Although it’s true that, from time to time, some of us take the risk of leaving these walls to get a breath of fresh air and food other than the vegetables and fruit that grow in the large greenhouse back in old Phil's place, it’s dangerous.
I have only been out of the tunnels a few times in my life and I have never gone out with the intention to go into town, much less for a purchase at a crowded store. Jobs like that are typically left to the others who live here and hardly look like half-bloods or aren’t half-bloods at all.
Unfortunately, a job like this calls for someone who is willing to put their life on the line, and for Briannah, it’s Jeremy or me.
“I’ll go,” Jeremy decides without giving me a choice.
I scoff, arguing, “No. You’re not.”
His eyebrows furrow at me as I snatch the paper from his hand.
“You have a meeting to attend,” I mutter before he can protest, and as I turn away from him, he grips my upper-arm, pulling me back.
I’m almost sure that I’m going to have to fight him for it, and I’m surprised when he doesn’t. Instead his voice trails off as he says, “Alaki, don’t go alone. If you get caught…”
“I know, Jeremy,” I breathe out, a sigh passing my own lips as I pull out of his grip. “I know...”
In the next moment, I move away from him and head for my next stop.
I know his reasons for backing down. He has far more to lose than I, and truly, if anyone was in a situation where they were caught by anyone above, I would be the perfect subject: I know exactly what and what not to do.
“Morris?” I call as I make my way across the farthest center market and meet the tall and secure stand of the Jade keeper.
My eyes scan the nearly empty grounds, families retiring for the evening.
“Alaki!” Morris greets, coming to stand from the large rock he had been sitting on to move closer to the wooden counter. His large blue eyes meet my own and he kindly asks, “How may I help you today?”
I smile at the sight of the wholehearted old man. I have known him all of my life and it almost seems as if he never changes—inside and out. The same old gray hair covers his chin and jawline, and not a single bald spot serves to ruin that perfectly whole-haired head of his.
“Well,” I arch an eyebrow, nudging him, “first you can start off by telling me how you’re doing.”
He chuckles joyfully, bringing his hand up to the top of his head and running it through his hair. “Always looking out for the old man, eh?”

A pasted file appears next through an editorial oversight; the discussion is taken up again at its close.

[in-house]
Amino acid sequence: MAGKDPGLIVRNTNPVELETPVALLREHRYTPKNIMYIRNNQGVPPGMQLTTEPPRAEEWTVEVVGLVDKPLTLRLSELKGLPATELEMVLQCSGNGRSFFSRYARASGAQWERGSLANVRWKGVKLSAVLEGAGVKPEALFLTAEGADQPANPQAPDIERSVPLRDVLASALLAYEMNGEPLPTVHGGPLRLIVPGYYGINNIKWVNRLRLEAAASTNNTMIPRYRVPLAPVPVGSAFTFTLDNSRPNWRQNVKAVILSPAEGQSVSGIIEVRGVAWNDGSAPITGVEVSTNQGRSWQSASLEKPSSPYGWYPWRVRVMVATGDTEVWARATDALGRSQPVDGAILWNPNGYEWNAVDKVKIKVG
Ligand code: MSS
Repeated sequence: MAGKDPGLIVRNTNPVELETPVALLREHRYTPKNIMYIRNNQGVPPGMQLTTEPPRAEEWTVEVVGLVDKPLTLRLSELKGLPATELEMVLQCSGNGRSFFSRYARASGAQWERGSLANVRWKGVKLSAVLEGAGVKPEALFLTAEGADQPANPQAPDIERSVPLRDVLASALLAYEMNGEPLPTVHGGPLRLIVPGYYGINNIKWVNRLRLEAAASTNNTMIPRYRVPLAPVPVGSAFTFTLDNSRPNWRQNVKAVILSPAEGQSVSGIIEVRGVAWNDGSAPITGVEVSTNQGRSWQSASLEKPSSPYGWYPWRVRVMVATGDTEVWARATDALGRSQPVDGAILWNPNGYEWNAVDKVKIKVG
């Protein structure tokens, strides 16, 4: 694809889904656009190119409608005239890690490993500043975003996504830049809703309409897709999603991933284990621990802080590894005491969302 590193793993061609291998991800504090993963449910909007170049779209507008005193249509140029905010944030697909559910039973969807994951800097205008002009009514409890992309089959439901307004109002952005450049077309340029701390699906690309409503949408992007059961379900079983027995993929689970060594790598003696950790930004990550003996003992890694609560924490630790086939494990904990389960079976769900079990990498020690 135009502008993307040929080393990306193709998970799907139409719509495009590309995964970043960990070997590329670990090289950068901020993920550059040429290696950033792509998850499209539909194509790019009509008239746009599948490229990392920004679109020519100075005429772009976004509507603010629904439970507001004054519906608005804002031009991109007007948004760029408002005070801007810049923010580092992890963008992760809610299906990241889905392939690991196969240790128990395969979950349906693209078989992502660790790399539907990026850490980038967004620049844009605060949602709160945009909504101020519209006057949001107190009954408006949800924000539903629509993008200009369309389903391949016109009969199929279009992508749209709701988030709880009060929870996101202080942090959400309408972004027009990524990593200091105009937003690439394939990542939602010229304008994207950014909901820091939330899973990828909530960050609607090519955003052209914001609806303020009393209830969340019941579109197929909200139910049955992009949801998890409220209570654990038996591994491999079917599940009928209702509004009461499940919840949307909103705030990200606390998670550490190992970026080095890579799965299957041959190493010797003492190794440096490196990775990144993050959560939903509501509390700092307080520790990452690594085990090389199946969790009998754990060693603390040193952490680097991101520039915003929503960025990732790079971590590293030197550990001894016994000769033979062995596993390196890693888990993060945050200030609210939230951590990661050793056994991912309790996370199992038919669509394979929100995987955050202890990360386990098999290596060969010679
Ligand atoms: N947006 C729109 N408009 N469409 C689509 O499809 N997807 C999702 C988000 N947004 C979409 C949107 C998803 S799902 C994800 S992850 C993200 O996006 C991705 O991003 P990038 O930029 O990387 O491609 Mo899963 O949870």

A smirk plays on my lips and I playfully say, “If I don’t, who will?”
“Not I, that’s for sure,” he scoffs. “I’m doing well. How about yourself?”
I nod and offer him a warm smile, cutting to the chase, “Good. Listen, I need to go buy medicine for Briannah.”
“How is she?” he asks.
If there is anyone who knows everyone, it’s Morris. He runs the diamond mine and sells it across Serenity. He’s known for being the largest miner of gems across all Sectors. He’s another of the few who were born and raised above ground, like Doctor Caleb.
The only difference is that Morris isn’t wanted for a crime. He’s just a lot like a Mafia boss, minus the violence.
“She’s going to be okay,” I say softly. “Caleb says she has a sinus infection?”
“Ah, yes…” Morris’ voice trails off as he nods away. “Those can get pretty nasty.”
He reaches for a small, crossbody, burlap bag and draws his hand into the large box that is stationed beneath the counter. He draws a couple of Jade bills and slips them into the bag, offering me a smile as he hands it to me.
“Here you are. Threw in a little extra in case you get hungry.”
Yeah…that’s not gonna happen.
I thank him kindly and take the bag into my hand. With the strap secured across my torso, I adjust the bag to hover over the side of my hip.
“It is always my pleasure, sweetie.”
We exchange soft smiles once more before I turn and begin my way out of the market. Unfortunately, before I’m too far gone, I hear Morris call, “Eh! You got anyone to go with you?”
I immediately stop on my tracks and my breath catches in my lungs. When I turn around, I find him standing next to a dark-skinned, teenage boy. His head clean-shaven, he could easily pass as a valid Ring member, if it wasn't for the color of his hazel-green eyes.
“This is Marcus,” Morris introduces him. “He’s a good kid and hasn’t been out in years. He should help you blend right in.”
It must have been a cue for the teenage boy because the second those words left Morris’ mouth, the boy slipped on a pair of shades to prove Morris’ claim. I study him, his composure, and his clothing.
The old man was right. From the combat boots on Marcus’ feet to the black cargo pants and the white t-shirt that he wears, the shades make it the perfect costume.
“Alright. Let's go."